Delta cuts: Asheville losing Cincinnati nonstop

Delta Air Lines is ending its remaining nonstop flight between North Carolina's Asheville Regional Airport and Cincinnati, another step by the airline to funnel more Asheville-bound travelers through Atlanta.

A Delta spokesman said the move is part of a broader response to poor economic conditions, although an Asheville Regional official said the flight has had good numbers of passengers. The last Asheville-Cincinnati nonstop will be June 30.

Delta's schedule in 2007 had three daily nonstop flights each way between Asheville Regional and Cincinnati/Northern Kentucky International Airport, which is one of its hubs.

The airline has been reducing service at Cincinnati in general, including ending nonstops from there to three other cities at the same time the Asheville service ends.

Delta has taken several steps to shift more traffic to Atlanta since it bought Northwest Airlines late last year, including increasing the frequency of flights between Asheville and Atlanta.

"The great advantage of Atlanta for customers in Asheville or anywhere else is literally the ability to take customers anywhere," Delta spokesman Kent Landers said.

Some complaints

Passengers may not take such a sunny view of the shift, which will leave Asheville Regional with seven nonstop destinations.

Waynesville travel agent Ronda Owens said last week she has heard a number of complaints about Asheville-Atlanta service. Federal statistics suggest that Delta's commuter affiliates have had trouble getting their flights in and out of Atlanta, the world's busiest airport, on time.

Flights through Hartsfield-Jackson Atlanta International Airport were on time 75% of the time from May 2008 through April 2009, according to the Bureau of Transportation Statistics. That contrasts with an 81.2% on-time record at Cincinnati for the same period.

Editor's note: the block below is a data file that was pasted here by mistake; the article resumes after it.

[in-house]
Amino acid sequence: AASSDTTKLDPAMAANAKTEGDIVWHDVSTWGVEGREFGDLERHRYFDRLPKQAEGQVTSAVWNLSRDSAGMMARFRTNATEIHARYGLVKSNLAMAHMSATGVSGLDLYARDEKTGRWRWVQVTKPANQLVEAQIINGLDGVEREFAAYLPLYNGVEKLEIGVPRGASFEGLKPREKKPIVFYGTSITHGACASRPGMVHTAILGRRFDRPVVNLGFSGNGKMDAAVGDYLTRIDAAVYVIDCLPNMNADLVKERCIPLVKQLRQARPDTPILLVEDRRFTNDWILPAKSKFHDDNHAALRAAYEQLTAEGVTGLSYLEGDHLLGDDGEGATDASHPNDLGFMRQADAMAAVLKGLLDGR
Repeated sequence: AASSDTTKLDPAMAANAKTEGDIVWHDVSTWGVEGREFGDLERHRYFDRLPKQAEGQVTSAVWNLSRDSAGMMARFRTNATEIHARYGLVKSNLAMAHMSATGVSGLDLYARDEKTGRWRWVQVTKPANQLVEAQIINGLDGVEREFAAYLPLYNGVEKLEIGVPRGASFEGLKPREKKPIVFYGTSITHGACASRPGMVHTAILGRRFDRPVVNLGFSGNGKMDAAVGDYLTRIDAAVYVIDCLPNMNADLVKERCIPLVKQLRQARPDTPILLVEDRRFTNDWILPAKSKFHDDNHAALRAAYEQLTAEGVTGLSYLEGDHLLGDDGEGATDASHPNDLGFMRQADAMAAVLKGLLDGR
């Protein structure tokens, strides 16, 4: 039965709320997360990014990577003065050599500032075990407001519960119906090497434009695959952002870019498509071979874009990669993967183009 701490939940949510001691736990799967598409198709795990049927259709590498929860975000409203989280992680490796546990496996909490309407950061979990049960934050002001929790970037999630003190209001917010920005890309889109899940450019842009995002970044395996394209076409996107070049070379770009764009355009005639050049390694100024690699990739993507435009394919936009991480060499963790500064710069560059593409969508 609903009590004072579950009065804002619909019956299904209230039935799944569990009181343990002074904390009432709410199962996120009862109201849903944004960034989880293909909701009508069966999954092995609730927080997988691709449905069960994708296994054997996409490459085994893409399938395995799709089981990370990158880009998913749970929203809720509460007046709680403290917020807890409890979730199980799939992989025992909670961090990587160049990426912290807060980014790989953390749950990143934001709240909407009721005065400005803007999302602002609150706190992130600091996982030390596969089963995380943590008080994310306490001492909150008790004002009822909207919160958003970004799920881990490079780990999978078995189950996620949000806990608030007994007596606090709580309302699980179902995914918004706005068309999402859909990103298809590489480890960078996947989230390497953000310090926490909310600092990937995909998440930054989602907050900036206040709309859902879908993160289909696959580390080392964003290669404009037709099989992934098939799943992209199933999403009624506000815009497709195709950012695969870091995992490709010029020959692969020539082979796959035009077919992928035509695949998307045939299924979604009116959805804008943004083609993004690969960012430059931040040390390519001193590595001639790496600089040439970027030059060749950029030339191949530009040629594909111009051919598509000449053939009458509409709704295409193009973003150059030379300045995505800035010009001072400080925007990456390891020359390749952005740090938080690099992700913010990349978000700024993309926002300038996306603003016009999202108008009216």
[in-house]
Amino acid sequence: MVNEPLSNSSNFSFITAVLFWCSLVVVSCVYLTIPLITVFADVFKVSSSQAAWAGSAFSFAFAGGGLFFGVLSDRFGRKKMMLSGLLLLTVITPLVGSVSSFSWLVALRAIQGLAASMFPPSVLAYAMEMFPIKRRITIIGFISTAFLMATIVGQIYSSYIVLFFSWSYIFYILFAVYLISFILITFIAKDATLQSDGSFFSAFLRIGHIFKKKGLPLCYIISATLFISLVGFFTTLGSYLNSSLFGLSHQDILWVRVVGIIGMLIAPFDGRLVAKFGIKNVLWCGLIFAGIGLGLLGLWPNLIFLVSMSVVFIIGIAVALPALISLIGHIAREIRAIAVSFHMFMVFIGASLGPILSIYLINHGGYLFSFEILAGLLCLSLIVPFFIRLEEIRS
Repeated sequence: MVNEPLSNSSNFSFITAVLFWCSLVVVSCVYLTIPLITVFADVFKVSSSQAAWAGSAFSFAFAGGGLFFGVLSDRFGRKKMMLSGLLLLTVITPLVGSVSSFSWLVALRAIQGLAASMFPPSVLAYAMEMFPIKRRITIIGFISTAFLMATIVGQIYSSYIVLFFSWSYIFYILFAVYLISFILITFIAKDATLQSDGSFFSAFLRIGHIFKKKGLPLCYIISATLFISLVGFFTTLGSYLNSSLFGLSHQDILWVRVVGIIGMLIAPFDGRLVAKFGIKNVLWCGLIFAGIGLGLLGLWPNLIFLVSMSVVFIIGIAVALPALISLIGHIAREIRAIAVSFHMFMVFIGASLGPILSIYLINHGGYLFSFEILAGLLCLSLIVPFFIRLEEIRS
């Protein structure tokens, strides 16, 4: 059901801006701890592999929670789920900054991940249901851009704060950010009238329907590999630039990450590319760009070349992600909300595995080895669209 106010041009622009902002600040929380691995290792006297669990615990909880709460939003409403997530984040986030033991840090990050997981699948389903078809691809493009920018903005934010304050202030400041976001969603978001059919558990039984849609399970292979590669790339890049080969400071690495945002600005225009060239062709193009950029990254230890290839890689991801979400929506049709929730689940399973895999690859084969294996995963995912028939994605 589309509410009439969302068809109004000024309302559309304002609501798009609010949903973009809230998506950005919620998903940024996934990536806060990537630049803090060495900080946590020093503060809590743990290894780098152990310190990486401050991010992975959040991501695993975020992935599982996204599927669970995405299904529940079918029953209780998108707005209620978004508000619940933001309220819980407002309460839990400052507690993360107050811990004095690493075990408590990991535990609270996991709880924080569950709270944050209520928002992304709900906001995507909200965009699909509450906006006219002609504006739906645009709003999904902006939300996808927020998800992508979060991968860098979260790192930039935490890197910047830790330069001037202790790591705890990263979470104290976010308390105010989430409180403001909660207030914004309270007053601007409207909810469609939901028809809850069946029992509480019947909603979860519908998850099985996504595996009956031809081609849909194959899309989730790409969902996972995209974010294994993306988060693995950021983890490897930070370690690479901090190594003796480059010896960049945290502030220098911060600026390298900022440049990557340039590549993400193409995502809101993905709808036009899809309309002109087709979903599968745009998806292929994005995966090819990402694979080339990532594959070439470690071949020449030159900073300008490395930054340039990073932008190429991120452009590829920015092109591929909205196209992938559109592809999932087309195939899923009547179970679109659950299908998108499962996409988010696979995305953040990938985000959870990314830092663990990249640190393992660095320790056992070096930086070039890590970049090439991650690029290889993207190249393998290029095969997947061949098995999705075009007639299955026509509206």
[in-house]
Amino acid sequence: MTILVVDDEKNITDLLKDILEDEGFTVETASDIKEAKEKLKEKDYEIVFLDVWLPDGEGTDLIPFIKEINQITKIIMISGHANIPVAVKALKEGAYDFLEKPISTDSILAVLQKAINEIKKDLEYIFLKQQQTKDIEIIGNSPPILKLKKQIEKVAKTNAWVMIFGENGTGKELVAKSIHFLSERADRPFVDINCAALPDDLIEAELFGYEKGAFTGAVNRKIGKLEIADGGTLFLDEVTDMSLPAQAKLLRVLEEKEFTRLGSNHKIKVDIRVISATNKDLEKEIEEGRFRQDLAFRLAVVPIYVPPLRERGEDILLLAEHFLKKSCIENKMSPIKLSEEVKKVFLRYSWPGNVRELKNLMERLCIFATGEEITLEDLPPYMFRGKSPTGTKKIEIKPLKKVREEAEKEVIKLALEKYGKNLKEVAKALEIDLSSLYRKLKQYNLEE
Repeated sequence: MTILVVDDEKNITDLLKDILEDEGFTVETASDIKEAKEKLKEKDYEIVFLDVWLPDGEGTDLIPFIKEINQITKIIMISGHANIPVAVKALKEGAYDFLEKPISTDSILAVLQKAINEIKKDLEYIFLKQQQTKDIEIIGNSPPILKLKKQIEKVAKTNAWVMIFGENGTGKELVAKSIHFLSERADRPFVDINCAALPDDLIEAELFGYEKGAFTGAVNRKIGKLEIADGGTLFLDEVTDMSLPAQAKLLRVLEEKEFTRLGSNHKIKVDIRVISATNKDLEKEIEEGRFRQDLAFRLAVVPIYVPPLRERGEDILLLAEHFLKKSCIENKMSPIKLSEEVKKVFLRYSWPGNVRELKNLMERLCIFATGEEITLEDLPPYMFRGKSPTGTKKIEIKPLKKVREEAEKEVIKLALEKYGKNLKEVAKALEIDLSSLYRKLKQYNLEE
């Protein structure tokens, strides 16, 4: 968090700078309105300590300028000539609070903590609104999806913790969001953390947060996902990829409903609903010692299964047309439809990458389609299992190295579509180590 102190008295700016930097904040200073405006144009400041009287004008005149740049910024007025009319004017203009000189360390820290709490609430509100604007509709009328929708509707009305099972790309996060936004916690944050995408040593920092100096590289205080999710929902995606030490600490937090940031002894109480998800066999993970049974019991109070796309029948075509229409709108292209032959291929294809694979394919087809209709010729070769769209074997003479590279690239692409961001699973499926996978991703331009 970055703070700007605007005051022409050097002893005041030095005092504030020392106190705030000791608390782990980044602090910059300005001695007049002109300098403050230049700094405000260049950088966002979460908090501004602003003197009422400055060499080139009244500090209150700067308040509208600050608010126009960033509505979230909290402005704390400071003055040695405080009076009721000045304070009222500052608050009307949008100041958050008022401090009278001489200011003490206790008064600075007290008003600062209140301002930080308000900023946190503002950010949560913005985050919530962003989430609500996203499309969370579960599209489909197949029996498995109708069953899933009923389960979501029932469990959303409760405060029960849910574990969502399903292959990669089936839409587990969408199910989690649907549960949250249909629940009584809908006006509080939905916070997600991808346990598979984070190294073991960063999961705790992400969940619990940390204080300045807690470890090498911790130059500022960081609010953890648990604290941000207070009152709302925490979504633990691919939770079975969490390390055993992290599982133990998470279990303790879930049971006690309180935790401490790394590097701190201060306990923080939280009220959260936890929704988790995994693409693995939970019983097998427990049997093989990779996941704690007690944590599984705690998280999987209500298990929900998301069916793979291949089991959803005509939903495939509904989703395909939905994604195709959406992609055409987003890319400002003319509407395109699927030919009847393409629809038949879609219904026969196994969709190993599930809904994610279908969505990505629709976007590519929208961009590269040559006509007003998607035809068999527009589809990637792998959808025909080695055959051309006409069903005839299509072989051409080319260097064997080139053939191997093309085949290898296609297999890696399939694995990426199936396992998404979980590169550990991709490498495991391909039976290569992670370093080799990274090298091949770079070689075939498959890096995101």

Ten of the 31 most-delayed flights in the country for the first quarter of the year were through Atlanta and several appeared to be Delta commuter flights.

Landers said Atlantic Southeast Airlines, which operates many commuter flights in and out of Atlanta, "has significantly improved its performance in recent years."

Northwest eliminated its only nonstop flight between Asheville and Minneapolis/St. Paul earlier this year and cut the number of flights between Detroit and Asheville from two to one each way. But Delta beefed up its Atlanta service earlier this year and its July schedule shows 10 daily Atlanta departures from Asheville, up from six in July 2008.

Delta offers 1,083 departures to 240 destinations from Atlanta, Landers said. It has 264 departures to 90 cities from Cincinnati.

Patti Michel, Asheville Regional's director of marketing and public relations, said "passengers won't be impacted" by the Cincinnati loss because the Atlanta flights give them "a lot more opportunity, a lot more flexibility to get to their destinations."

The change does create more of an opportunity for Asheville Regional to lure air service to the Midwest, she said. The airport has had discussions with United Airlines and American Airlines about possible service to Chicago and with Continental Airlines about possible service to Cleveland. Each of those cities is a hub for the respective airlines.

Airport Director Dave Edwards has said any new service would probably not begin until 2010.

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